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Art & Culture
Auld Lang Syne
lessons learned from this profession
ok, I'm not the guy from SNL,
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Iím at -7.13/-7.33 on The
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|Published in the Columbia Daily Tribune 14 May 2006|
Strike a Blow for LibertyWine & cheese. It's the standard fare at just about every art opening I've been to. It helps to lubricate conversation and sales, gives people something to do with their hands. Oh, sure, there are usually plenty of other great dishes to delight the palate, sometimes coordinated to go with the theme of a show or even paired with specific works of art. But 'wine & cheese' is the classic, so much so that it has become something of a cliche. You'll hear intellectuals sometimes referred to as the 'wine drinking set,' partly because of the association between wine's subtle flavors and the nuance of good art.
The Columbia Art League's 48th annual Art in the Park is June 3 & 4. This year, for the first time, it will be held at Stephens Lake Park, just down East Broadway from the traditional venue on the Stephens College campus. This is good for several reasons. There should be more room, so the fair can grow (this year there will be about a 20% increase in the number of participating artists). Additional activities can be included. More people can attend. More people will get to see Stephens Lake Park, one of the finest in the city. And there can be wine sales.
Yup, thanks to a recent City Council decision, wine sales will be permitted at Art in the Park this year. Les Bourgeois Winery will have a sales tent, selling bottles and giving away samples. Given how closely the Art League and Les Bourgeois have worked together the last few years on the Collector's Series wine label competition, this just makes sense.
There is a Puritanical strain in American history, and in some flavors of current religion, which condemns both alcohol and art (particularly the kind of art that has nekkid people in it). In this view, as I understand it, both alcohol and art are the tools of the Devil; or put another way, a celebration of the worldly in opposition to the holy.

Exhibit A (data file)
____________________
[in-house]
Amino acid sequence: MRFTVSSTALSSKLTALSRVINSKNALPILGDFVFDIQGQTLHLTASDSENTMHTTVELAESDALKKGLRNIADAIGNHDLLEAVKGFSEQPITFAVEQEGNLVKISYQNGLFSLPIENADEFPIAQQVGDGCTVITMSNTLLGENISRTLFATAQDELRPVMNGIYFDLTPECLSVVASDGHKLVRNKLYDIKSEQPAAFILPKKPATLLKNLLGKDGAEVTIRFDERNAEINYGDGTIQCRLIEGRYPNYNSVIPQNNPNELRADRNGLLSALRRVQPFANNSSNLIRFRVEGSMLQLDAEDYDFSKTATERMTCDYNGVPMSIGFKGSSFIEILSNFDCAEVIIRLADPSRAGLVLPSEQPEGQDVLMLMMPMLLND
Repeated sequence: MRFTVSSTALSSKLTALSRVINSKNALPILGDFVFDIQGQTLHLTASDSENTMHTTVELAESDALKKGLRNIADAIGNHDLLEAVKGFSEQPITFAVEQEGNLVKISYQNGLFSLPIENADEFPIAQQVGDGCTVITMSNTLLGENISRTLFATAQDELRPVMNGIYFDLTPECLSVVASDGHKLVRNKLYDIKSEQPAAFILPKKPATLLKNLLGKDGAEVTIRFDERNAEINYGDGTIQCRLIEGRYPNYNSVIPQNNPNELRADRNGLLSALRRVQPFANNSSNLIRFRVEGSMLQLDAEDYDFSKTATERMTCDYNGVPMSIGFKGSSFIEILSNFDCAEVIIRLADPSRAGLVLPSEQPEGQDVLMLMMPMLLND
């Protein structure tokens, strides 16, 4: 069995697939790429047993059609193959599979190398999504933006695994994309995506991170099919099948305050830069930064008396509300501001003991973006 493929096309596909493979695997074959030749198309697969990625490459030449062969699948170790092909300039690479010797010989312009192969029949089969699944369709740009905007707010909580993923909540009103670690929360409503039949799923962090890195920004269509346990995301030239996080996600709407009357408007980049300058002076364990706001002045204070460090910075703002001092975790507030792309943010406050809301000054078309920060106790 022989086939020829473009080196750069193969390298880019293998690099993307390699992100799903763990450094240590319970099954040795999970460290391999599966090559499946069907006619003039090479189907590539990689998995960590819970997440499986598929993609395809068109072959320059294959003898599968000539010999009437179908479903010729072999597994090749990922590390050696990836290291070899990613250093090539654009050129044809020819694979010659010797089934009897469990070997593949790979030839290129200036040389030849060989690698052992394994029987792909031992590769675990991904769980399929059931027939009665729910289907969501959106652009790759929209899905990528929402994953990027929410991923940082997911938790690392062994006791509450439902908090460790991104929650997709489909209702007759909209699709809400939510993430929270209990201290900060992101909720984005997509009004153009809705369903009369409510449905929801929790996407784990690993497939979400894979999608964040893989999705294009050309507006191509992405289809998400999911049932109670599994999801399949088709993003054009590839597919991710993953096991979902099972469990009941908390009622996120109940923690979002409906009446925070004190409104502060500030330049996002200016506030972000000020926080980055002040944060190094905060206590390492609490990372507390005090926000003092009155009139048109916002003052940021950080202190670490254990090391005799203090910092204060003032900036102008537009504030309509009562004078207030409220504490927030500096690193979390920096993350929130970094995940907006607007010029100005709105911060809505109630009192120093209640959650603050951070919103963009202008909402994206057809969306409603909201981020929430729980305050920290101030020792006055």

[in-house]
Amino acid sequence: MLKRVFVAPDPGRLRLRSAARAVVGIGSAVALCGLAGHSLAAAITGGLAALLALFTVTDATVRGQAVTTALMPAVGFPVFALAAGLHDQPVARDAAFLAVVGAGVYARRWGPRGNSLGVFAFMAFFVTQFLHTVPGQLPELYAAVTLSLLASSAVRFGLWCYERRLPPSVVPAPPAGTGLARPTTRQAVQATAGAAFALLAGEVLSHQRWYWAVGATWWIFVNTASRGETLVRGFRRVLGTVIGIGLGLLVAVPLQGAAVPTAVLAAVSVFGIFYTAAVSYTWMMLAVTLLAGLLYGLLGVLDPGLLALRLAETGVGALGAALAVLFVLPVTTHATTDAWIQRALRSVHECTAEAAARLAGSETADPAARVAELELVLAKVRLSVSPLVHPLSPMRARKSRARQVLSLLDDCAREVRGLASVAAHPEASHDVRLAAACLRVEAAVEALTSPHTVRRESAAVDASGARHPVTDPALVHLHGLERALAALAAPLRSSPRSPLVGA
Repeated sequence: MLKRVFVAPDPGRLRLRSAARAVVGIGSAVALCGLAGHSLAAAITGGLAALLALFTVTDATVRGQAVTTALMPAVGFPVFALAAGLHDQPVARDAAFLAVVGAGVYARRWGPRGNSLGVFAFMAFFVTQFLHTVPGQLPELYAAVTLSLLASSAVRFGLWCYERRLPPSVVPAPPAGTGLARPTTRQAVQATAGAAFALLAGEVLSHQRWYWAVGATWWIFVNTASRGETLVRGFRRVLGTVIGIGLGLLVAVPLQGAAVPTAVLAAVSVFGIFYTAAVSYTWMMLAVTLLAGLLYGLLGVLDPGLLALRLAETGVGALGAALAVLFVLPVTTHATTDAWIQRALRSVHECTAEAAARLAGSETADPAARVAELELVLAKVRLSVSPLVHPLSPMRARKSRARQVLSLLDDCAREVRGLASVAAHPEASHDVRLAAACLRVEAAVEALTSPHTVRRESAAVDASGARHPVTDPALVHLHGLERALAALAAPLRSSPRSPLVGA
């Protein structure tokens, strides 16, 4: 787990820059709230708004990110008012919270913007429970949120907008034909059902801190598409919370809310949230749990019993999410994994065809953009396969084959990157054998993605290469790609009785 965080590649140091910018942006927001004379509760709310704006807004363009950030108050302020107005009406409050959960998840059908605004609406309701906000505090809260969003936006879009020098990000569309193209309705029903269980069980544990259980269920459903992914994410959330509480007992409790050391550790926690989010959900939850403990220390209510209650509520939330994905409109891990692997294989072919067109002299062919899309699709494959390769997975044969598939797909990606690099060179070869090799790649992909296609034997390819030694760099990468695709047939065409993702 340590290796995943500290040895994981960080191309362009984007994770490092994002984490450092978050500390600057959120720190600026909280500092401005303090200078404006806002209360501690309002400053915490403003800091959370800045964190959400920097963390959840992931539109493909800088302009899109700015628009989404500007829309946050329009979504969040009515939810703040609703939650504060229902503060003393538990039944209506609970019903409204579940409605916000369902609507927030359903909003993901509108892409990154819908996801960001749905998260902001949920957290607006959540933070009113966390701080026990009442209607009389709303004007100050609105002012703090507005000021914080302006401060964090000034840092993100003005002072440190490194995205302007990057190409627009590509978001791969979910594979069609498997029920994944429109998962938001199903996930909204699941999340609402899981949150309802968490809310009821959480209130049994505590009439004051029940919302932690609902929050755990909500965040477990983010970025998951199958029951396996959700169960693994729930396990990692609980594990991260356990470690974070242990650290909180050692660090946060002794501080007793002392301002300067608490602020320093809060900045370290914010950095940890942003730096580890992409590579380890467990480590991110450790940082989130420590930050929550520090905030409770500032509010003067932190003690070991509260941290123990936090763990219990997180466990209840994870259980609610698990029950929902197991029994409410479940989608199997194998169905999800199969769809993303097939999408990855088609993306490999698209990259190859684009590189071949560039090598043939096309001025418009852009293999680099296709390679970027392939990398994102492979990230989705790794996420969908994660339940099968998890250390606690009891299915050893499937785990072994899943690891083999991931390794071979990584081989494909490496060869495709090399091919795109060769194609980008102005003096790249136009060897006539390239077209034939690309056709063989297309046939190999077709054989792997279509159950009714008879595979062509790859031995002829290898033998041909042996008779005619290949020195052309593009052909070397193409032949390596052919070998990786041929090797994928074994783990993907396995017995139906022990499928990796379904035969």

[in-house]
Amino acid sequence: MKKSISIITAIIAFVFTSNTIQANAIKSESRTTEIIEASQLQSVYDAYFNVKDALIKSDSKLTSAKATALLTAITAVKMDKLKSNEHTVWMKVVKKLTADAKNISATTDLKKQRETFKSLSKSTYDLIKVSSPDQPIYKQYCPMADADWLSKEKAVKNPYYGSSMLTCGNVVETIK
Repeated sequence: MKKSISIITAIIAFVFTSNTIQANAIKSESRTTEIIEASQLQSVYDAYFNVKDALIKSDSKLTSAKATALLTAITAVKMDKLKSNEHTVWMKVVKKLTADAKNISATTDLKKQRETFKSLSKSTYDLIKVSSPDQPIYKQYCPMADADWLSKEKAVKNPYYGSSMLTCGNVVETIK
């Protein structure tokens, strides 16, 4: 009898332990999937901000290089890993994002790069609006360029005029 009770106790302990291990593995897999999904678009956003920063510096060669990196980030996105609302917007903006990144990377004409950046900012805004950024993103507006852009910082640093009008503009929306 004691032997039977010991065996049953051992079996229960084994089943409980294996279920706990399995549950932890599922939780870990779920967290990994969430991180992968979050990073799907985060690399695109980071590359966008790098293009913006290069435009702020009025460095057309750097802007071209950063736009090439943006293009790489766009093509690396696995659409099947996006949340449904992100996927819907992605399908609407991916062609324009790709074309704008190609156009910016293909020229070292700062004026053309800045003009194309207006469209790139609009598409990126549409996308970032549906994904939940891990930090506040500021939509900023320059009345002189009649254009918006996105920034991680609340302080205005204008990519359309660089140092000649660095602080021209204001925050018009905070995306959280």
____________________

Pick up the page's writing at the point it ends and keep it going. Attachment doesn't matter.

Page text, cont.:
OK, granted, artists tend to celebrate the worldly. They love color, and texture, sound and scent and flavor. The joys of the body and the mind. A touch of hedonism does crop up here and there, though most artists I know are typical Midwesterners in their range of beliefs and behaviors. They are no more inclined to evil excess than anyone else and just as likely to be the church-going kind of people as their neighbors. Some of the artists I've worked with are quite devout in their religious conviction, and see their artwork as being in service to their beliefs.
It doesn't seem that there was much in the way of opposition to wine sales at Art in the Park based on religion, though I'm sure that there will be those who will complain, as there are those who complain that some art is "pornographic." But their complaints should be ignored. If those individuals don't want to try the wine at Art in the Park, they don't have to. That's their choice. Same as if they happen to come across a work of art which offends them: they can choose not to look at it.
You, however, should celebrate your freedom as an American to go enjoy both the art and the wine (well, the latter permitted you are of legal age, anyway). As Harry S Truman used to say: "strike a blow for liberty." Sure, he did so before having his morning shot of Bourbon, not while drinking a glass of wine at an art fair, but still the principle applies. Go to Art in the Park, savor a glass of wine, enjoy yourself. And remember, for an artist, purchase is the highest form of flattery.
all work © James T. Downey, 1993-present
photos © Martha K. John, 1994-present
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